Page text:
Rust 1.44 shines light on not-so-standard contexts and dependency visualisation

Rust

Without much promotion, the team behind programming language Rust has pushed version 1.44 of its project out of the door, offering users a new way to stay on top of dependencies and a slightly refactored compiler, amongst other things.

Rust 1.44 is a smaller release than usual, but gets rid of some older issues that might make the language more attractive for speciality use-cases. The new release, for example, finally allows using async and await in scenarios where crates are prevented from loading the standard library, which is something often done in embedded programming for example.

Other enhancements include a lint that warns users about unused braces and a change in outline module parsing, which leaves the loading and parsing of external module files to expansion. Meanwhile, Rust’s package manager Cargo has been fitted with a tree command, letting users print a tree graph of the dependencies of a crate or displaying dependencies on multiple versions of the same package. 

Developers who have already tried their hand at experimental APIs such as the PathBuf::clear, PathBuf::reserve, f32::to_int_unchecked, Layout::align_to, or Layout::extend will surely be pleased to hear that those along with a couple of others have been stabilised in Rust 1.44.

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A couple of libraries have also been extended, which means Unicode 13 is now generally supported, Vec<T> implements From<[T;N]> with a maximum N of 32, IoSlice comes with a Copy function, and String includes From<&mut str>. Also vec![] can now be used in const contexts; convert::Infallible finally got an implementation of a Hash function; and “from_le_bytes, to_le_bytes, from_be_bytes, to_be_bytes, from_ne_bytes, and to_ne_bytes methods are now const for all integer types.”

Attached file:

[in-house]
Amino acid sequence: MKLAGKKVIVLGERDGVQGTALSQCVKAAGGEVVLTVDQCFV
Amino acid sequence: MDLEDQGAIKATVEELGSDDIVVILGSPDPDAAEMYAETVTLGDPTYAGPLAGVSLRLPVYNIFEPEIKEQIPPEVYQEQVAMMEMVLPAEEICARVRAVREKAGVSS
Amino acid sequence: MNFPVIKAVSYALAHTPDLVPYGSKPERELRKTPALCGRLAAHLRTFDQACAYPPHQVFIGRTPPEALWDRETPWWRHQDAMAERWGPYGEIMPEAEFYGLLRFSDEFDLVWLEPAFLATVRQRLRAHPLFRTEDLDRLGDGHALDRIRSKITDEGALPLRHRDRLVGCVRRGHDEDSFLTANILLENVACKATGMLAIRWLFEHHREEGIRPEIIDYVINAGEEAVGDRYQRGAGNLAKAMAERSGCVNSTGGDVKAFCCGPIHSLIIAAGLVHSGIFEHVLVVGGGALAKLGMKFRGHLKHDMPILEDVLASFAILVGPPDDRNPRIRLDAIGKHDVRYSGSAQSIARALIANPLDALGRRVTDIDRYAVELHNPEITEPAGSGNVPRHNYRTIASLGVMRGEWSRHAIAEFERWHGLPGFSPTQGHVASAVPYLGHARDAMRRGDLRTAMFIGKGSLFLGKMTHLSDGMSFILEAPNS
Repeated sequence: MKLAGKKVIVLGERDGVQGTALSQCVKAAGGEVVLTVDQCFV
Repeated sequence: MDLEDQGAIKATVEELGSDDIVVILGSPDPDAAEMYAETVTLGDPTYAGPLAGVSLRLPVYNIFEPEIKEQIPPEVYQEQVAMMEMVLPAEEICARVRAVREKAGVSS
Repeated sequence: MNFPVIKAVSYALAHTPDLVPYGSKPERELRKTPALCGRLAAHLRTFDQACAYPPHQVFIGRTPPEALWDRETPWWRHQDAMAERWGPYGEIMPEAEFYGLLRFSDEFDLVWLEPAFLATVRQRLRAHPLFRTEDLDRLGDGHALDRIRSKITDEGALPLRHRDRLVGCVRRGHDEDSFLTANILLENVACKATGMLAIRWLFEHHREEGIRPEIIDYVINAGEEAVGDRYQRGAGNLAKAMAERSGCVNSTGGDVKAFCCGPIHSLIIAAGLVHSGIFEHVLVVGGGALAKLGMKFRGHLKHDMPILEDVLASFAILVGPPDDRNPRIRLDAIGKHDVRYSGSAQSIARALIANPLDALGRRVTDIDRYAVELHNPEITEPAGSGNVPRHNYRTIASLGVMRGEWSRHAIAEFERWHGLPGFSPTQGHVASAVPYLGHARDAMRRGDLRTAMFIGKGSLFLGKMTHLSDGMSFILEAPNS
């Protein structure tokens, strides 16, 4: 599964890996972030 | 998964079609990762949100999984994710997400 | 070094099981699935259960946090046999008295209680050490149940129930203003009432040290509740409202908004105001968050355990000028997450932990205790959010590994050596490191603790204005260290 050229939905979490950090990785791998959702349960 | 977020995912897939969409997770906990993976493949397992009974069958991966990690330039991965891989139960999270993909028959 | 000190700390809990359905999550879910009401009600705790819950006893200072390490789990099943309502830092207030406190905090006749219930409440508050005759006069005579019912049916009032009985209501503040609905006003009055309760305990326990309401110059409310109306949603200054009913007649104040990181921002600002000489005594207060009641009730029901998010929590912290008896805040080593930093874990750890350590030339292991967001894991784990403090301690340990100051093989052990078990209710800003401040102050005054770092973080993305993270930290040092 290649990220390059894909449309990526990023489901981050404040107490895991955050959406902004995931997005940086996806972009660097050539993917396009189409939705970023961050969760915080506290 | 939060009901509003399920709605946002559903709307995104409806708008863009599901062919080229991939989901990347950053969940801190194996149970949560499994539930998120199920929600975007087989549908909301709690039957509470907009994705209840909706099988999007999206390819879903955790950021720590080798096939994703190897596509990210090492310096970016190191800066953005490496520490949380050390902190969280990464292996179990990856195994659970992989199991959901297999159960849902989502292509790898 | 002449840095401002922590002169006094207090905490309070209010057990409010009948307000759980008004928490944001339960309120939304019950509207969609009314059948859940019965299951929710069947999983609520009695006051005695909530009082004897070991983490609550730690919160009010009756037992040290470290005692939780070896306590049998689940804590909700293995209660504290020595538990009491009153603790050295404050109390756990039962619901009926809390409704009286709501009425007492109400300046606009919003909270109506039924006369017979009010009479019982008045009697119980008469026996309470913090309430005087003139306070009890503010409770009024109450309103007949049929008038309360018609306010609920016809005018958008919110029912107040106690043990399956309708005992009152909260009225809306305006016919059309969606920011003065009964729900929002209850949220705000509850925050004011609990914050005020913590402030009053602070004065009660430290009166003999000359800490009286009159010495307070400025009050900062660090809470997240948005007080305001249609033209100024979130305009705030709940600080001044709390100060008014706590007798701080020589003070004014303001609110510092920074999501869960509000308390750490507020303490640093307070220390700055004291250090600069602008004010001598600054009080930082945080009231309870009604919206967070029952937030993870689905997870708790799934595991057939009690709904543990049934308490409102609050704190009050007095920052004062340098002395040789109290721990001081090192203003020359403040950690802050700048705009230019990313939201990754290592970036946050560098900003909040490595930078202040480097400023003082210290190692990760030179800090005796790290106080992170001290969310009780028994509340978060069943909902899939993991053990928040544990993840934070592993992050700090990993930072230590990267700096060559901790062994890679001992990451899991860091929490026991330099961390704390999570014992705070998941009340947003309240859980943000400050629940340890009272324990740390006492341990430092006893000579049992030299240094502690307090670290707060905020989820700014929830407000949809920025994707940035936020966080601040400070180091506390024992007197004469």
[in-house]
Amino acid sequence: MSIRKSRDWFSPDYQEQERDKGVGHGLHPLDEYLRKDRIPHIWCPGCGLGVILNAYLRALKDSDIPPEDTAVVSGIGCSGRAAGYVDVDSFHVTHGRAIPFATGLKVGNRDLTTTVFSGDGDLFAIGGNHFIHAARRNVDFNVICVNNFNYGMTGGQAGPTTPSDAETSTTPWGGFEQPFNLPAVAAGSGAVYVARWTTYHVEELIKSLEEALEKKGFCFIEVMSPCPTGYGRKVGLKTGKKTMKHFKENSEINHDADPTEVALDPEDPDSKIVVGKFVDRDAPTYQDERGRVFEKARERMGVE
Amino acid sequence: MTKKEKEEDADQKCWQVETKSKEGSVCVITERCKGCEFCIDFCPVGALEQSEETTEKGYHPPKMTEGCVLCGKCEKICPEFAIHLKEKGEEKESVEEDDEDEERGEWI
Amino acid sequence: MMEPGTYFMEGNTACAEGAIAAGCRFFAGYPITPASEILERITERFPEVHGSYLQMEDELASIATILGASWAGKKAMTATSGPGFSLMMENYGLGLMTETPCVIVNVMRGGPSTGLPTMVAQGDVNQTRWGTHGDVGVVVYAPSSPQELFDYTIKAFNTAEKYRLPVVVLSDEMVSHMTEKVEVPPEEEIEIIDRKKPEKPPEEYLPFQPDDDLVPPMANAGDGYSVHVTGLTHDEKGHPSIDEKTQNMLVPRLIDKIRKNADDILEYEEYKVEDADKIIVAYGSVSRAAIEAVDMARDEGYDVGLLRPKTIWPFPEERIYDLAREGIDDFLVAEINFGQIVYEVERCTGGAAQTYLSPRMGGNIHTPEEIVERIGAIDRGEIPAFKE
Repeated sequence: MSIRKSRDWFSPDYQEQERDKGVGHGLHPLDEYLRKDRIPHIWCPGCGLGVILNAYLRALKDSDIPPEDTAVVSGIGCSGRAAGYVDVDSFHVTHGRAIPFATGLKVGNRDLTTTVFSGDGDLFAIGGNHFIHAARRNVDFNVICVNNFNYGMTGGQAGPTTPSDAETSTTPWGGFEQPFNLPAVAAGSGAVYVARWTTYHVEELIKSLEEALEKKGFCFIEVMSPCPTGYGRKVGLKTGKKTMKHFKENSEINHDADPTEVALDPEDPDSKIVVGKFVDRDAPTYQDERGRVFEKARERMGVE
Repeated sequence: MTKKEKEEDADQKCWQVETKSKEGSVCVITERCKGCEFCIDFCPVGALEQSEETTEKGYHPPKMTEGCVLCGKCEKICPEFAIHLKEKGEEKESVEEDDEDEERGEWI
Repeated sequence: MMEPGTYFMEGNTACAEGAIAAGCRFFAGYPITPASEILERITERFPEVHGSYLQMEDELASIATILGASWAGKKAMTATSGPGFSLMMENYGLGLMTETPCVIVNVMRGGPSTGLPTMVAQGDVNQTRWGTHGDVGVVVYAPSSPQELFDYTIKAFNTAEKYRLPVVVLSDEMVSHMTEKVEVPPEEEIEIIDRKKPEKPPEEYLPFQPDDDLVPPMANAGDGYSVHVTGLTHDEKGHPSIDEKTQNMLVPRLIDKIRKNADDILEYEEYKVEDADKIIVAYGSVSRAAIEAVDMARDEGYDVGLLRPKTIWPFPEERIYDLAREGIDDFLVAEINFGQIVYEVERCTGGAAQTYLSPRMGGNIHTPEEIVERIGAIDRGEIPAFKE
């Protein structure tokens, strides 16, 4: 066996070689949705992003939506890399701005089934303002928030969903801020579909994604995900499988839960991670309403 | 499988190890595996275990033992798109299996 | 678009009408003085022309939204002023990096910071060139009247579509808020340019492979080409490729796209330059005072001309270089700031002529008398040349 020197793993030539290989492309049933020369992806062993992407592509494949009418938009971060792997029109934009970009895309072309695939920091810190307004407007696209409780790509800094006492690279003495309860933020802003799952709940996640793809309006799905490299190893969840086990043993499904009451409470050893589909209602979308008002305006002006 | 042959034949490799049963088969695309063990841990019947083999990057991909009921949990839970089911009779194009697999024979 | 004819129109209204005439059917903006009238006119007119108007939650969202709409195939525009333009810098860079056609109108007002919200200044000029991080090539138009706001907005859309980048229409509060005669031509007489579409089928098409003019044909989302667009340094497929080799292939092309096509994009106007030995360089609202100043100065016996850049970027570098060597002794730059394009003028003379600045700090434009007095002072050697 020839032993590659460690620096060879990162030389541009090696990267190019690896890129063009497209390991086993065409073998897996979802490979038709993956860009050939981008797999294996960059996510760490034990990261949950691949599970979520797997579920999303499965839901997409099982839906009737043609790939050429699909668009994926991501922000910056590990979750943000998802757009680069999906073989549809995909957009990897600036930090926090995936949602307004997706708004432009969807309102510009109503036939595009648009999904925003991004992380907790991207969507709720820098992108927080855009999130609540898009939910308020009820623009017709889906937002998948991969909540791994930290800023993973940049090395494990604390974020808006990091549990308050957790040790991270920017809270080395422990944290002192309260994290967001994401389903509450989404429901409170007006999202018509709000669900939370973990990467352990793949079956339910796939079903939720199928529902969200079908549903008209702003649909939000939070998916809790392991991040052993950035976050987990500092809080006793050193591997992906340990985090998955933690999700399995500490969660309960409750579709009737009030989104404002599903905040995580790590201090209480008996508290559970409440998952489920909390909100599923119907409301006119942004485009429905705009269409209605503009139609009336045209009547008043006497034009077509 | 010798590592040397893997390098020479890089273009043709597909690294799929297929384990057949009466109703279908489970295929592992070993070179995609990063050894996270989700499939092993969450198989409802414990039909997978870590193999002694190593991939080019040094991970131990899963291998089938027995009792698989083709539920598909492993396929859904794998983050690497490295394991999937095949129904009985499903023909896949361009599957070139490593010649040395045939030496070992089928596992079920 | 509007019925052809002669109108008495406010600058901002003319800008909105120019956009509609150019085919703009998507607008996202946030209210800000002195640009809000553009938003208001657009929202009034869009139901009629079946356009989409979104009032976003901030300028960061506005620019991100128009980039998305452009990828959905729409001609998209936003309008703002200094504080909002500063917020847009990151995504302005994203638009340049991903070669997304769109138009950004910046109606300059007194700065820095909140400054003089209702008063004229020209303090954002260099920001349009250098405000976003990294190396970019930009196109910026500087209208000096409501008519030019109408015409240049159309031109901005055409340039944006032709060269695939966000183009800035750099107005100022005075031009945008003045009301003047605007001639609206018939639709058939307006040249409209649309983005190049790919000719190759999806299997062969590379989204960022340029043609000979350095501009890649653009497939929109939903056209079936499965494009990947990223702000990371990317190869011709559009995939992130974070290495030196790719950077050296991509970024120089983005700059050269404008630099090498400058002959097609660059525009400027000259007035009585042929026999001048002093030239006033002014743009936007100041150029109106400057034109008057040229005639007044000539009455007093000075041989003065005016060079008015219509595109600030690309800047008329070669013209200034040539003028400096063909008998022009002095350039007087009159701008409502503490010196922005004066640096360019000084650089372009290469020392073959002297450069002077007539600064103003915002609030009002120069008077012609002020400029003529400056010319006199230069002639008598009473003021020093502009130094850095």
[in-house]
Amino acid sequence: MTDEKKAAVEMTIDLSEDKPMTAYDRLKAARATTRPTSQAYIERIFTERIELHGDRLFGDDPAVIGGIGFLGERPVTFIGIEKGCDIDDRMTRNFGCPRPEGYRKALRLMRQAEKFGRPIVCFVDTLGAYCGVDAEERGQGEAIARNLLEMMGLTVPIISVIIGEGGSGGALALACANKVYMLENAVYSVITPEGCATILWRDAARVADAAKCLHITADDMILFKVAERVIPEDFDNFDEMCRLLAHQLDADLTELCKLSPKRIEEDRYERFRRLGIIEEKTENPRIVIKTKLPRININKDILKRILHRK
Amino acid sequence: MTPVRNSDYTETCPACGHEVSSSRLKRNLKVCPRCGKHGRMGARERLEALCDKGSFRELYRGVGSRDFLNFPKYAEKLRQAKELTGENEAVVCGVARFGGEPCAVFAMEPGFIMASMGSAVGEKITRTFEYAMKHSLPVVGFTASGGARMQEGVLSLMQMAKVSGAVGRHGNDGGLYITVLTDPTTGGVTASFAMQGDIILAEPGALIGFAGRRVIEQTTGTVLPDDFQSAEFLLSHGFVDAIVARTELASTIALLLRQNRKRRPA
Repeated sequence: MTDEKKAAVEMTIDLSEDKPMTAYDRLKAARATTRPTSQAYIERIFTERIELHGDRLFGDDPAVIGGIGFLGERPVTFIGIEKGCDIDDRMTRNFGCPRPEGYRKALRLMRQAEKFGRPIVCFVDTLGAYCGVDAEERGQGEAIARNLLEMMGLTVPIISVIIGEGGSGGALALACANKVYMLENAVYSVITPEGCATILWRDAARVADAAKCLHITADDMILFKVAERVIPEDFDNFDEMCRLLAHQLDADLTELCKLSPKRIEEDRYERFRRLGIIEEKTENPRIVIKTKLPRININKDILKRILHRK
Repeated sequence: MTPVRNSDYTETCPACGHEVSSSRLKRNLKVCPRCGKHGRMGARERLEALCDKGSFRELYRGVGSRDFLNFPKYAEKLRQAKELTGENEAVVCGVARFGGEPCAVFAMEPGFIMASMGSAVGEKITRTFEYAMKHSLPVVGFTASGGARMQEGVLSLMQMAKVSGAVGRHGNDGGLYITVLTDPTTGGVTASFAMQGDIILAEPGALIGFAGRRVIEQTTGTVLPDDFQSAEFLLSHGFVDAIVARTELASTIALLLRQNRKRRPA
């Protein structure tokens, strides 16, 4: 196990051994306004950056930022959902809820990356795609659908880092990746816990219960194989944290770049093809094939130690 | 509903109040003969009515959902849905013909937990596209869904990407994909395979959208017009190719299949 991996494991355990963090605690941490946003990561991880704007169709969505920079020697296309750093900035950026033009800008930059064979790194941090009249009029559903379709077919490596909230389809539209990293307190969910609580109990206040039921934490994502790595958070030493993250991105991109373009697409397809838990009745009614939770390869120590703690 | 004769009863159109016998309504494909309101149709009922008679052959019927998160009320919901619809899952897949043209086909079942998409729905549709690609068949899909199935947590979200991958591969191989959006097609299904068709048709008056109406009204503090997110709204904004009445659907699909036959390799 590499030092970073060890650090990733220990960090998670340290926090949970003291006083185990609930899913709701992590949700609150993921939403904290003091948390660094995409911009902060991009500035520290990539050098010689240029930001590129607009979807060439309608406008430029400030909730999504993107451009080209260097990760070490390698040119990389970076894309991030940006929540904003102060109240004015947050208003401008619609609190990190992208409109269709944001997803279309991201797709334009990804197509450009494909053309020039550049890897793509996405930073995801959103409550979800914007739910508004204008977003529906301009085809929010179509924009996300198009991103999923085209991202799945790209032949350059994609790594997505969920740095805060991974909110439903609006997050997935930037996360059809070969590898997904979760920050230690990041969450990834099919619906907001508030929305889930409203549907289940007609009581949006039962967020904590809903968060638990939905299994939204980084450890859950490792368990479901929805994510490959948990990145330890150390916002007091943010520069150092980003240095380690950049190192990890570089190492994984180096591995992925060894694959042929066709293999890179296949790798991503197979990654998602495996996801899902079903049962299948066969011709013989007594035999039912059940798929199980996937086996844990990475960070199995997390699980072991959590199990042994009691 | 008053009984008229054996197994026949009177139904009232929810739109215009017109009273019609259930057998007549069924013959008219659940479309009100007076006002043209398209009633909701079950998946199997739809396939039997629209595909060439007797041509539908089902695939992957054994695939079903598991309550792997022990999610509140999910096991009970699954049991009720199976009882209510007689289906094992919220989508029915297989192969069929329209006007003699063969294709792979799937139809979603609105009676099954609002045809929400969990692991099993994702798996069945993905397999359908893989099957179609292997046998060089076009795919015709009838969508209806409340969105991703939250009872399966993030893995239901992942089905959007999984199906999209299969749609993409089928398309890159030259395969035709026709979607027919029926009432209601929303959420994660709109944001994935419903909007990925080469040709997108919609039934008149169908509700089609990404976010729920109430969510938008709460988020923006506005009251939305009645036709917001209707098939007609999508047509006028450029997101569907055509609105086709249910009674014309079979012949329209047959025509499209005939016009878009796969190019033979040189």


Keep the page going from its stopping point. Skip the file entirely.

The language’s compiler saw some refactoring in catch_unwind and the addition of tier three support for aarch64-unknown-none, aarch64-unknown-none-softfloat, aarch64-apple-tvos, and x86_64-apple-tvos targets. It is now also meant to respect the -C codegen-units flag in incremental mode, which supposedly makes its behaviour easier to control.

Rust is a programming language focused on safety and performance, which was originally developed at Mozilla – mainly to offer a better alternative to C/C++ developers. Its main competitor nowadays is, however, Google’s Go. The latter language enjoys a certain popularity because of its use in containerisation projects Docker and Kubernetes. By comparison, Rust is probably best known for being used in Mozilla’s browser engine Servo, Cloudflare’s core edge logic, and Node.js package manager npm, which migrated its project to Rust from C.  

Rust has been awarded the title of “most loved programming language” of the Stack Overflow community five times and just recently made its way into the higher ranks of the TIOBE Programming Community Index, which is deemed another indicator of a language’s popularity.

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